Burma

Junta Chief Blames Resistance for Myanmar’s Chaos

By The Irrawaddy 17 August 2022

“Terrorism will be ended by counterterrorism operations,” Myanmar’s junta boss Min Aung Hlaing told his ministers in Naypyitaw on Tuesday.

“Terrorism” refers to the operations of the people’s defense forces, the armed wing of the civilian National Unity Government, which the regime has labeled as terrorist organizations.

The junta chief revealed his plan for counterattacks against resistance forces after announcing regime casualty numbers in a televised address on August 1 to mark 18 months since the military takeover.

There were 7,246 attacks using mines and bombs, 6,567 gun and knife attacks and 1,094 arson attacks, said Min Aung Hlaing in his address. Sagaing Region saw more than 4,000 attacks, followed by Yangon and Mandalay with over 2,000 each and Magwe with more than 1,000, he said.

Min Aung Hlaing is angry that immigration and population offices compiling voter lists ahead of a planned election next year are being targeted, a regime source told The Irrawaddy.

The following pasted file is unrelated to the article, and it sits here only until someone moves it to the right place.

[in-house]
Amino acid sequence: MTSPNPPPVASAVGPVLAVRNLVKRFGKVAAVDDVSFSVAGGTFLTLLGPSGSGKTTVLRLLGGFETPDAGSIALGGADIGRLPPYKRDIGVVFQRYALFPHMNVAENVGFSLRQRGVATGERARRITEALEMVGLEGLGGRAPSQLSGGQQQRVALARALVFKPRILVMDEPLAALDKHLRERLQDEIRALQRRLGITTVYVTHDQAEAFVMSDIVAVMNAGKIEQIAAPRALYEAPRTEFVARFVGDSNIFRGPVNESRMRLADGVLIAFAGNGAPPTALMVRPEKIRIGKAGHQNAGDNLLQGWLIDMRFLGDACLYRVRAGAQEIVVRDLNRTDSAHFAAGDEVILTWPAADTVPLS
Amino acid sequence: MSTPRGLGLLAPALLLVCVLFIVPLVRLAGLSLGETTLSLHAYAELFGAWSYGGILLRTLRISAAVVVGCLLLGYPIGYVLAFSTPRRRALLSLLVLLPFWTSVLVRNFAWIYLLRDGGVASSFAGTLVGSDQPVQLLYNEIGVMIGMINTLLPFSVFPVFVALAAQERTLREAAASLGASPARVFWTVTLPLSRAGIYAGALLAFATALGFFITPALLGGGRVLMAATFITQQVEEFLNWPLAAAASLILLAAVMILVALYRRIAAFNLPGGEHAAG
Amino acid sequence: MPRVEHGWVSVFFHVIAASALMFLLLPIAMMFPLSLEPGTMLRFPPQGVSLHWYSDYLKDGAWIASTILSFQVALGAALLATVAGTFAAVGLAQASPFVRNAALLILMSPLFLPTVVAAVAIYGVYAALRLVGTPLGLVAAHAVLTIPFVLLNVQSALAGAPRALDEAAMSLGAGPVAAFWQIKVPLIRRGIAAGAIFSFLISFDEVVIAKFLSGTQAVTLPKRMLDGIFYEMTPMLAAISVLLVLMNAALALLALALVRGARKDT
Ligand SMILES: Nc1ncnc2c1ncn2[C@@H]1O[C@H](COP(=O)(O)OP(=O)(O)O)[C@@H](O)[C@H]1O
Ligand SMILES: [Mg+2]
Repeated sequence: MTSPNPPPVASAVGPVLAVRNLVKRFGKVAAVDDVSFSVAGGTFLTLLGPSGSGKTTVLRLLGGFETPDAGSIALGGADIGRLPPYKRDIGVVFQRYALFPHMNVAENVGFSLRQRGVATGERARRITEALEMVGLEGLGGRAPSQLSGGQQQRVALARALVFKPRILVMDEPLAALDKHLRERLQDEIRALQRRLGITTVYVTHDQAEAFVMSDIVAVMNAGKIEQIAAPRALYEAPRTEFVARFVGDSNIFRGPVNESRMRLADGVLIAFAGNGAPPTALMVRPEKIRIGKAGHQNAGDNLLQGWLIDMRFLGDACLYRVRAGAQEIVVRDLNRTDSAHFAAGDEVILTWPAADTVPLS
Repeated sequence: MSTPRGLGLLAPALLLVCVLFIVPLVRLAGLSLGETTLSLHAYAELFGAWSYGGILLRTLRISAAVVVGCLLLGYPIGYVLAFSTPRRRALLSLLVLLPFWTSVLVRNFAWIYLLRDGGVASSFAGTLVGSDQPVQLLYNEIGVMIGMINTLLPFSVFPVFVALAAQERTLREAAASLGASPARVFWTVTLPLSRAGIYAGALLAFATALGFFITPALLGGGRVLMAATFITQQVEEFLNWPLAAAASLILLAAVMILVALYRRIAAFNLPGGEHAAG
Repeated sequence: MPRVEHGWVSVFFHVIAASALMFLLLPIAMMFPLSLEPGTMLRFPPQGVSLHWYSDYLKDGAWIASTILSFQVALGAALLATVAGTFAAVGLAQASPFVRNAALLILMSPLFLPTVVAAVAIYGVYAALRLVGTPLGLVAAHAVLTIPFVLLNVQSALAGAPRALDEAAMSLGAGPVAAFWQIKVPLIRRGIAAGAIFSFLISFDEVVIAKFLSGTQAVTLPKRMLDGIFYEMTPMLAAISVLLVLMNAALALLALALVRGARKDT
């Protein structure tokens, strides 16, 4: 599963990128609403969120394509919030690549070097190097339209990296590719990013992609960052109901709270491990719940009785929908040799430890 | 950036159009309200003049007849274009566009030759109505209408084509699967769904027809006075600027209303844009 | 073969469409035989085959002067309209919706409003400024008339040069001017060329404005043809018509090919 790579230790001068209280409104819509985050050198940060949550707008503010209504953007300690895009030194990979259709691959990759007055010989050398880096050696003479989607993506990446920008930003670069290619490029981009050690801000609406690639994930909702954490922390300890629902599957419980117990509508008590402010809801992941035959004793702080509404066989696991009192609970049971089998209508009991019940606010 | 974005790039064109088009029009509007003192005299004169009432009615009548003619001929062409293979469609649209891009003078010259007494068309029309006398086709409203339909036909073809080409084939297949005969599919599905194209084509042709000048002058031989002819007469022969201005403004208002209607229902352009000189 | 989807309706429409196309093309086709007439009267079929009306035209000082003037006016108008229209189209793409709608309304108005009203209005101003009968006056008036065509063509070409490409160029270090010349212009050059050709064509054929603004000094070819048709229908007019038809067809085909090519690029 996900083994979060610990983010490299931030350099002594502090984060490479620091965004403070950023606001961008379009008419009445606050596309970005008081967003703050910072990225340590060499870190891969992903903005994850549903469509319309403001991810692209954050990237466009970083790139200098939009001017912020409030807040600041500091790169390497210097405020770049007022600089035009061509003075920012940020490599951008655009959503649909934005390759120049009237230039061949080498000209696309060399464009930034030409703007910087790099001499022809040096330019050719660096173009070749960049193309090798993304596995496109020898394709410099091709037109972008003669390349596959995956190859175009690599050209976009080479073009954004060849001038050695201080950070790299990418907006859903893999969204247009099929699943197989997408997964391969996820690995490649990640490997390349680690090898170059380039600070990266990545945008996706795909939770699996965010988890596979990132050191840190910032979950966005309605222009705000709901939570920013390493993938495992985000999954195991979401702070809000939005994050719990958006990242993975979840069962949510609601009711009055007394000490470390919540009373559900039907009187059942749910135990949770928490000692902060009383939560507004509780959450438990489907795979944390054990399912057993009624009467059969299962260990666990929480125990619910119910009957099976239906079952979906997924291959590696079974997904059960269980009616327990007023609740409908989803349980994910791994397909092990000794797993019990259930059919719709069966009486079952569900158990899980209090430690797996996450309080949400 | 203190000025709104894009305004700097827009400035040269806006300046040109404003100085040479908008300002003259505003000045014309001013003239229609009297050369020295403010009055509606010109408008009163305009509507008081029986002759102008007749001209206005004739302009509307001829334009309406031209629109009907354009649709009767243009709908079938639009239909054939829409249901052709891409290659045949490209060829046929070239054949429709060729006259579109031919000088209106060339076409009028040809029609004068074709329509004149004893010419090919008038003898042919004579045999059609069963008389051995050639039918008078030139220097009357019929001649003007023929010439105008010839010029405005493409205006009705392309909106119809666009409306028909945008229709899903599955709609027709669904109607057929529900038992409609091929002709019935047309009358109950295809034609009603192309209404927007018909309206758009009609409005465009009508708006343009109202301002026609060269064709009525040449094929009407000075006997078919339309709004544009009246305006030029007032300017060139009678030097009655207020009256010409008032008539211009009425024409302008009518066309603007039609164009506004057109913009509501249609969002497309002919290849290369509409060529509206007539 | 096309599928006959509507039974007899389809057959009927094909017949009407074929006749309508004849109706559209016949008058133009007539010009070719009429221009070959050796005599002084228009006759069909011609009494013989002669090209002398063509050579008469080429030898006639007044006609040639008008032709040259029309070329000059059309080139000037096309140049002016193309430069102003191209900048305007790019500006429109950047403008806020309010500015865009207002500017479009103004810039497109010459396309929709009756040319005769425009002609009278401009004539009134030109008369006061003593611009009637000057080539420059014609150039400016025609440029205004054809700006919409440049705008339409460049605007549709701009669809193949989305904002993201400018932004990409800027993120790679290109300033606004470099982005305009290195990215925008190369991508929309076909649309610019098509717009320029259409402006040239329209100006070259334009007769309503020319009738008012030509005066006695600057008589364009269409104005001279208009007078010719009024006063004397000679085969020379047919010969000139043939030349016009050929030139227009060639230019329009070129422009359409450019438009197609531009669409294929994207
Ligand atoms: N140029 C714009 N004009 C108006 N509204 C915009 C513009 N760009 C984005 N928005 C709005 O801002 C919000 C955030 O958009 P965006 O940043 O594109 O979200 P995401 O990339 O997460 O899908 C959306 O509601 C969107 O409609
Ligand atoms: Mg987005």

Five immigration and population junta officers were reportedly killed in Ye Township, Mon State, and Thingangyun Township, Yangon, this month. The offices are responsible for household registration and the census.

The junta chief on Tuesday blamed the National League for Democracy for Myanmar’s chaos, saying the party adopted violent resistance instead of explaining its voter list errors.

It is hard to achieve stability if terrorism is used instead of peaceful processes, Min Aung Hlaing added.

He spoke as United Nations special envoy for Myanmar Nolen Heiser visits the country for the first time since being appointed in October.

The junta is solving problems peacefully and operates legally without deliberately assaulting citizens, he added.

Meanwhile, junta troops attacked Sel Zin village in Hpakant, Kachin State, and civilian targets in Depayin, Sagaing Region, and Myaing in Magwe Region. Fierce clashes were also reported in Kawkareik, Karen State.

Min Aung Hlaing praised 10 ethnic armed organizations that attended talks in Naypyitaw. He said he could not understand why other groups refused to attend peace talks.

The regime’s self-declared mandate is due to expire in February next year.

“We have to take greater caution. Air attacks are likely to increase as the rainy season ends,” said a security analyst.

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